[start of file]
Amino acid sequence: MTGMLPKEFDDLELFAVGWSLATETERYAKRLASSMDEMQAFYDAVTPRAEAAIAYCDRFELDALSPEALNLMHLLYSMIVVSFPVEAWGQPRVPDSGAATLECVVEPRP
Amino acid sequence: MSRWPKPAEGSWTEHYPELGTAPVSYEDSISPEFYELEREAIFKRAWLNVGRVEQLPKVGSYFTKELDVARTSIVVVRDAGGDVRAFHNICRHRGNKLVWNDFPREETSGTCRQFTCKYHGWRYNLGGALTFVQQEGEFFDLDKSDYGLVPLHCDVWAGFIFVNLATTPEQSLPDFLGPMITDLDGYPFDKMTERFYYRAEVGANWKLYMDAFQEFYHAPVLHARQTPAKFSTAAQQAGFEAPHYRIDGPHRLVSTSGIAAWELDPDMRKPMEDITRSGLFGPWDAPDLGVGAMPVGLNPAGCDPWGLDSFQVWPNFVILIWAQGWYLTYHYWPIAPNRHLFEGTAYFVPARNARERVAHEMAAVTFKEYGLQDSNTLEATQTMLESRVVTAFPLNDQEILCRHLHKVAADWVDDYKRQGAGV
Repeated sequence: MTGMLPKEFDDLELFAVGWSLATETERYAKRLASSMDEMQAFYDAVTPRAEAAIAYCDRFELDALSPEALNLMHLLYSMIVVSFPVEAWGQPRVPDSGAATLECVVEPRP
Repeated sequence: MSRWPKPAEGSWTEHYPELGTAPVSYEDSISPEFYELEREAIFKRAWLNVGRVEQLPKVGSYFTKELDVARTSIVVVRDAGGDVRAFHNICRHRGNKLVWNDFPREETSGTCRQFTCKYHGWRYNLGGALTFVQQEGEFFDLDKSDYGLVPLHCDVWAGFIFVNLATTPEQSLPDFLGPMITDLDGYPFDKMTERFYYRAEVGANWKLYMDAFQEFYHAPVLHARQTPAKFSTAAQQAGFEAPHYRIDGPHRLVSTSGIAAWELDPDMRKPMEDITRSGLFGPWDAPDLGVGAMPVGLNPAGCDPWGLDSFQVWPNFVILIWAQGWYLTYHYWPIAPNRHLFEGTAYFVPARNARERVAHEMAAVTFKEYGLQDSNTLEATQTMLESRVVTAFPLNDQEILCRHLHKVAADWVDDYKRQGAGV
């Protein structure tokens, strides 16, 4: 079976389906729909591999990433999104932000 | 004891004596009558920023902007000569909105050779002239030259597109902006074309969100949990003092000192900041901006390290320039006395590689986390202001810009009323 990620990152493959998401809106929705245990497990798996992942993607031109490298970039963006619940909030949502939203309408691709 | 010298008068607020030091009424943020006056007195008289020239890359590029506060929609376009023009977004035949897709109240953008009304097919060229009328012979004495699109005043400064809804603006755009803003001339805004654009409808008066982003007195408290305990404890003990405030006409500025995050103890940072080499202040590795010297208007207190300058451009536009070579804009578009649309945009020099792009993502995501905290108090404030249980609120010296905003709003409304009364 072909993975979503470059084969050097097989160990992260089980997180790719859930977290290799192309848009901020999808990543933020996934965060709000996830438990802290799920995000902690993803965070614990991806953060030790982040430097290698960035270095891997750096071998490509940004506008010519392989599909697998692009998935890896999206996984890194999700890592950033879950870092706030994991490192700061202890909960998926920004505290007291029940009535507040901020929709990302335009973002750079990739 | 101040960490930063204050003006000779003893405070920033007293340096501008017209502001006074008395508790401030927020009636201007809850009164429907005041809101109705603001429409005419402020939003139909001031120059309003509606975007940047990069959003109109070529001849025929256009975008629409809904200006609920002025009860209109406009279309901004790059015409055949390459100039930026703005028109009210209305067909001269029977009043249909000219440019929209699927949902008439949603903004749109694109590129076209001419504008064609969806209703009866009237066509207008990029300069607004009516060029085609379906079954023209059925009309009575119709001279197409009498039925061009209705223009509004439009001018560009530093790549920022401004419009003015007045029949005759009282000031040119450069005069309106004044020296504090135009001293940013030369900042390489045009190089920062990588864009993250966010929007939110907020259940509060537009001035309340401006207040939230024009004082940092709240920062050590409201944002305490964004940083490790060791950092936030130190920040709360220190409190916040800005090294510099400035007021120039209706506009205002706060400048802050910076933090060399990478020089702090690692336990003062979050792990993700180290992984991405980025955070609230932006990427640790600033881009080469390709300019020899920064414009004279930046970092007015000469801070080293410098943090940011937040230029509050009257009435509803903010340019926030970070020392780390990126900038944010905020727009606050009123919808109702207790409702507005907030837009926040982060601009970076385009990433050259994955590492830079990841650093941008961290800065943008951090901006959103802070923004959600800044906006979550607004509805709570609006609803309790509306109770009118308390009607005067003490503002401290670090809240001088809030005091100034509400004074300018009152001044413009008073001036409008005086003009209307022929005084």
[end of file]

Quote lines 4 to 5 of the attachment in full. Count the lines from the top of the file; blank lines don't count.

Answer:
Repeated sequence: MSRWPKPAEGSWTEHYPELGTAPVSYEDSISPEFYELEREAIFKRAWLNVGRVEQLPKVGSYFTKELDVARTSIVVVRDAGGDVRAFHNICRHRGNKLVWNDFPREETSGTCRQFTCKYHGWRYNLGGALTFVQQEGEFFDLDKSDYGLVPLHCDVWAGFIFVNLATTPEQSLPDFLGPMITDLDGYPFDKMTERFYYRAEVGANWKLYMDAFQEFYHAPVLHARQTPAKFSTAAQQAGFEAPHYRIDGPHRLVSTSGIAAWELDPDMRKPMEDITRSGLFGPWDAPDLGVGAMPVGLNPAGCDPWGLDSFQVWPNFVILIWAQGWYLTYHYWPIAPNRHLFEGTAYFVPARNARERVAHEMAAVTFKEYGLQDSNTLEATQTMLESRVVTAFPLNDQEILCRHLHKVAADWVDDYKRQGAGV
């Protein structure tokens, strides 16, 4: 079976389906729909591999990433999104932000 | 004891004596009558920023902007000569909105050779002239030259597109902006074309969100949990003092000192900041901006390290320039006395590689986390202001810009009323 990620990152493959998401809106929705245990497990798996992942993607031109490298970039963006619940909030949502939203309408691709 | 010298008068607020030091009424943020006056007195008289020239890359590029506060929609376009023009977004035949897709109240953008009304097919060229009328012979004495699109005043400064809804603006755009803003001339805004654009409808008066982003007195408290305990404890003990405030006409500025995050103890940072080499202040590795010297208007207190300058451009536009070579804009578009649309945009020099792009993502995501905290108090404030249980609120010296905003709003409304009364 072909993975979503470059084969050097097989160990992260089980997180790719859930977290290799192309848009901020999808990543933020996934965060709000996830438990802290799920995000902690993803965070614990991806953060030790982040430097290698960035270095891997750096071998490509940004506008010519392989599909697998692009998935890896999206996984890194999700890592950033879950870092706030994991490192700061202890909960998926920004505290007291029940009535507040901020929709990302335009973002750079990739 | 101040960490930063204050003006000779003893405070920033007293340096501008017209502001006074008395508790401030927020009636201007809850009164429907005041809101109705603001429409005419402020939003139909001031120059309003509606975007940047990069959003109109070529001849025929256009975008629409809904200006609920002025009860209109406009279309901004790059015409055949390459100039930026703005028109009210209305067909001269029977009043249909000219440019929209699927949902008439949603903004749109694109590129076209001419504008064609969806209703009866009237066509207008990029300069607004009516060029085609379906079954023209059925009309009575119709001279197409009498039925061009209705223009509004439009001018560009530093790549920022401004419009003015007045029949005759009282000031040119450069005069309106004044020296504090135009001293940013030369900042390489045009190089920062990588864009993250966010929007939110907020259940509060537009001035309340401006207040939230024009004082940092709240920062050590409201944002305490964004940083490790060791950092936030130190920040709360220190409190916040800005090294510099400035007021120039209706506009205002706060400048802050910076933090060399990478020089702090690692336990003062979050792990993700180290992984991405980025955070609230932006990427640790600033881009080469390709300019020899920064414009004279930046970092007015000469801070080293410098943090940011937040230029509050009257009435509803903010340019926030970070020392780390990126900038944010905020727009606050009123919808109702207790409702507005907030837009926040982060601009970076385009990433050259994955590492830079990841650093941008961290800065943008951090901006959103802070923004959600800044906006979550607004509805709570609006609803309790509306109770009118308390009607005067003490503002401290670090809240001088809030005091100034509400004074300018009152001044413009008073001036409008005086003009209307022929005084």